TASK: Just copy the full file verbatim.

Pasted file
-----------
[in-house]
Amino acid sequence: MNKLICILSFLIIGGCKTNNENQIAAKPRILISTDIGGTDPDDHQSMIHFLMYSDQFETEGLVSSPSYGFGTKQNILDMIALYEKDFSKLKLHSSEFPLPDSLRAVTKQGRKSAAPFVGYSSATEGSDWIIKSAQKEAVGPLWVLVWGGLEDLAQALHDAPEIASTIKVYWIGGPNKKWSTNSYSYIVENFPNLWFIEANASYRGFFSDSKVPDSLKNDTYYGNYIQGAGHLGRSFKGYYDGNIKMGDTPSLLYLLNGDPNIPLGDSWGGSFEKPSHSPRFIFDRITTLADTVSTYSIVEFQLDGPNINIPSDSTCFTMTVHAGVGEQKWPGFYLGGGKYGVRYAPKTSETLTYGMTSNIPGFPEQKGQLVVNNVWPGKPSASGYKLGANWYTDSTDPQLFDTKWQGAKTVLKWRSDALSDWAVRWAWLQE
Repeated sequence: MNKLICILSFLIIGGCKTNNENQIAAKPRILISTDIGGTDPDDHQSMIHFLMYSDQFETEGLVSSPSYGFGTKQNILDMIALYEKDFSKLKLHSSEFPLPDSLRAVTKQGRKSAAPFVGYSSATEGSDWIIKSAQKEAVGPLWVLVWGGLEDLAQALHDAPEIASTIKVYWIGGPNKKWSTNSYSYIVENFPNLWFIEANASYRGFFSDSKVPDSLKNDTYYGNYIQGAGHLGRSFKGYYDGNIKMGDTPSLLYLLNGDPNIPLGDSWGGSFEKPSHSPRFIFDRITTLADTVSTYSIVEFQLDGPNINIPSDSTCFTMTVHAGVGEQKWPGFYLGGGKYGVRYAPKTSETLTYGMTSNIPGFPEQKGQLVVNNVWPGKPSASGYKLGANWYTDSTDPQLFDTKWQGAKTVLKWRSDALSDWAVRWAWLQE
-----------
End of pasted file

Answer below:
[in-house]
Amino acid sequence: MNKLICILSFLIIGGCKTNNENQIAAKPRILISTDIGGTDPDDHQSMIHFLMYSDQFETEGLVSSPSYGFGTKQNILDMIALYEKDFSKLKLHSSEFPLPDSLRAVTKQGRKSAAPFVGYSSATEGSDWIIKSAQKEAVGPLWVLVWGGLEDLAQALHDAPEIASTIKVYWIGGPNKKWSTNSYSYIVENFPNLWFIEANASYRGFFSDSKVPDSLKNDTYYGNYIQGAGHLGRSFKGYYDGNIKMGDTPSLLYLLNGDPNIPLGDSWGGSFEKPSHSPRFIFDRITTLADTVSTYSIVEFQLDGPNINIPSDSTCFTMTVHAGVGEQKWPGFYLGGGKYGVRYAPKTSETLTYGMTSNIPGFPEQKGQLVVNNVWPGKPSASGYKLGANWYTDSTDPQLFDTKWQGAKTVLKWRSDALSDWAVRWAWLQE
Repeated sequence: MNKLICILSFLIIGGCKTNNENQIAAKPRILISTDIGGTDPDDHQSMIHFLMYSDQFETEGLVSSPSYGFGTKQNILDMIALYEKDFSKLKLHSSEFPLPDSLRAVTKQGRKSAAPFVGYSSATEGSDWIIKSAQKEAVGPLWVLVWGGLEDLAQALHDAPEIASTIKVYWIGGPNKKWSTNSYSYIVENFPNLWFIEANASYRGFFSDSKVPDSLKNDTYYGNYIQGAGHLGRSFKGYYDGNIKMGDTPSLLYLLNGDPNIPLGDSWGGSFEKPSHSPRFIFDRITTLADTVSTYSIVEFQLDGPNINIPSDSTCFTMTVHAGVGEQKWPGFYLGGGKYGVRYAPKTSETLTYGMTSNIPGFPEQKGQLVVNNVWPGKPSASGYKLGANWYTDSTDPQLFDTKWQGAKTVLKWRSDALSDWAVRWAWLQE